Solo strings, orchestra pitch

Discussion in 'Setup & Repair [DB]' started by shlomo, May 8, 2001.

  1. Giovanni Bottesini on three vs. four strings, from "Bottesini's Method for the Three String Double Bass" -

    "...if the Double Bass gains, by this fourth string, a greater extension of the deeper notes, this extension cannot be obtained without detriment to quality of tone, which naturally becomes impaired as the strings are increased in number.

    Those who doubt this fact need only make the experiment upon the instrument - this I have myself done over and over again. The question had, for some years, seemed to me of sufficient importance to induce me to experiment upon the effect of the fourth string on the best Double Basses that passed through my hands, particularly those of the celebrated Gaspar de Salo, who, in my opinion, and in the opinion of all connoisseurs, was the best maker of Double Basses. The result was always the same, and always bad; all those instruments, without exception, lost with the fourth string that clear and sonorous quality so necessary, especially in the low notes. Hence, we are led to this conclusion: that it is much better to sacrifice a few low notes to the perfect clearness and sonorousness of the Double Bass, than to sacrifice those qualities to the slight advantage of four lower notes obtained by the addition of a string."

    Okay, these days going back to three strings is not an option. Taking tension of off the table (Bottesini's whole logic behind the three-stringed DB) is a definite necessity. I basically have two questions. With the advent of steel strings, is the level of tension he's referring to here no longer relevant? Second, has anyone else used solo gauge strings in orchestra tuning to reduce table tension and if so, to what effect?
  2. By all accounts, how tension affects the sound of the bass depends on the bass. Using solo strings at orchestral pitch is not uncommon, but a positive reaction by your bass is not guarranteed; and unfortunately you can't judge the responnse immediately. It will take time for your bass to adjust to the lower tension. When I switched to gut-core strings, my bass seemed to initially lose some volume. It took maybe a couple of weeks to fully adjust.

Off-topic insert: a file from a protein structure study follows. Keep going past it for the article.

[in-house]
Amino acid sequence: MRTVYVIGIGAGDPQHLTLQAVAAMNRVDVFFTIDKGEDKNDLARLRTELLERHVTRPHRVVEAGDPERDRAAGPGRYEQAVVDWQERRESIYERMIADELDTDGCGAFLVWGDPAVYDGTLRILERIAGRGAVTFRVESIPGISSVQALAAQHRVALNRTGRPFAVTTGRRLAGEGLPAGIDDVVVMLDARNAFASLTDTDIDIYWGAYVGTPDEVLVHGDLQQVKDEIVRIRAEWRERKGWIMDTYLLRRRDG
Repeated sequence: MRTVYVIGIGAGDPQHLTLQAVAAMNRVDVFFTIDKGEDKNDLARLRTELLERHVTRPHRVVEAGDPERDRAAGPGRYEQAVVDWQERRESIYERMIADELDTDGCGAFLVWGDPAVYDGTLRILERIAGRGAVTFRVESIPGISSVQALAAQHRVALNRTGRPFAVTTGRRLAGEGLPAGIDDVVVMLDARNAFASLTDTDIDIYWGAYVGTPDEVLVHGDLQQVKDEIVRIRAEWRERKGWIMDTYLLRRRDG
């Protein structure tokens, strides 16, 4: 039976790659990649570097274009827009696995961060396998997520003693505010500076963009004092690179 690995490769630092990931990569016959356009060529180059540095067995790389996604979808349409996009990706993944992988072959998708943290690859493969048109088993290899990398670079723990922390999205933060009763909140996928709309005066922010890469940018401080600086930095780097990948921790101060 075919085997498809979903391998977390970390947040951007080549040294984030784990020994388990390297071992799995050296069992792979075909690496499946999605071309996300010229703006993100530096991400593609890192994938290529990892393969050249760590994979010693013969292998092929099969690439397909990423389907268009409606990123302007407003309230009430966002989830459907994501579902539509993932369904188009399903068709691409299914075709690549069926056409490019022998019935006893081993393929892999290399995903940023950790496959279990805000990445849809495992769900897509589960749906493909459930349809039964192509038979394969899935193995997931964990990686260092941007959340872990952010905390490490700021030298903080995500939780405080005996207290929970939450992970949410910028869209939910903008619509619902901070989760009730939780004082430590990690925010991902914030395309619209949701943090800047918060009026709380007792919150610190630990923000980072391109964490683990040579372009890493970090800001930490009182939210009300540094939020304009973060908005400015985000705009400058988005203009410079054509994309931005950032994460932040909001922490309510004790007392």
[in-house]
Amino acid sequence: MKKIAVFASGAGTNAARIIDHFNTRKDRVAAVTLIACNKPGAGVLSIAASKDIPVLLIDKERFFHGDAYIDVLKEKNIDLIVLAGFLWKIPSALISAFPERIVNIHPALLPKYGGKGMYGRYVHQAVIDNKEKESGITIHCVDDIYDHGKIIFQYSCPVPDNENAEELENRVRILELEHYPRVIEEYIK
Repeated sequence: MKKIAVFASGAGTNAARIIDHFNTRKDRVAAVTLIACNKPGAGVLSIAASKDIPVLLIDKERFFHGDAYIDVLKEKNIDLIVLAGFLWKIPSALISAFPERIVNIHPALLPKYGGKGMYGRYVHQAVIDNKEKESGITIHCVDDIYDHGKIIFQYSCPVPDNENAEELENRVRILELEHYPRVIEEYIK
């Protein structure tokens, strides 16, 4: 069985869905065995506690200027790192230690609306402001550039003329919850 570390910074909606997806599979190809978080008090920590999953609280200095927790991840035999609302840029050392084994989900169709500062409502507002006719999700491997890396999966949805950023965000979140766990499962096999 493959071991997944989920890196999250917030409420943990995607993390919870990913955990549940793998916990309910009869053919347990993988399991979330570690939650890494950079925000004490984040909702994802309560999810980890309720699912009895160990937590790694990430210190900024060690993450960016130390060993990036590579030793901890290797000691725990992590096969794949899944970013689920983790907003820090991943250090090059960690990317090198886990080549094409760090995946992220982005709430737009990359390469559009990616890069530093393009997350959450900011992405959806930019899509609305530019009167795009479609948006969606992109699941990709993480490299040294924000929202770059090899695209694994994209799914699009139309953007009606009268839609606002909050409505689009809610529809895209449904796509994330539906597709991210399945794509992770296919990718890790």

Another means to lowering string tension I've read about is the use of a raised saddle. The saddle is the piece of ebony at the bottom of the bass between the bass and tailpiece. By raising this and decreasing the angle of the strings behind the bridge, pressure on the top of the bass from the strings is reduced. If you peruse the instruments page at,
    you'll see Barrie mentions having some of those basses set-up with "tension-compensating saddles."
  3. The only time I've seen solo strings tuned down is by jazz/pizz players.
    I can't buy into your tension argument until someone reconciles it with the common urge among violinists to boost the 'A' over 440.
    In any event, Lou DeLeone, one of the pre-eminent luthiers, has his own method by which he can assure top-neutral by means of the sound post, regardless of what strings are used. I had the pleasure of spending two hours with him, during which he showed me his invention for measuring top deflection to .001". With it, he makes a post which will perfectly offset any particular string tension. I suspect what he's done is mechanize what the great luthiers have learned to do by instinct.
  4. Don, if violinists like to tune higher than A=440, it's to increase string tension thereby producing a more brilliant, singing tone (like a described in the other solo tuning strings thread). Violin strings are so small, I assume there's little or no risk of damaging the instrument with the increased pressure on the top.

    I'm not sure what you mean by, "assure top-neutral." And I don't understand how any soundpost can counter the choking effect of too much pressure from the strings on the top.
  5. Let's say I overspoke in describing what Lou does. He showed me what he does to put the top in the same position, after tension is applied, as when there is no tension. He and his clients have found this to produce superior tone and even to eliminate wolf tones. This is anecdotal, but then so is every word Bottesini said. He did not specify, and I am only guessing, as to what the sound post was doing in this case.

    Regarding tension, per se, some tension is built into a bass from the start. It can't all be bad. And until I know more, and this might take some time, I'm not ready to accept "taking tension off the table... is a definite necessity." Maybe later, but not now.
  6. The idea is this. Tension is inevitable, however there is a point where the tension restricts the table, and thus reduces tone. Where this point lies is a matter of taste. For Bottesini, Dragonetti, and other late 19th century players (even some rare 20th century ones) the line was crossed when a fourth string was added. Today, many players are against the addition of a fifth string for the same reason.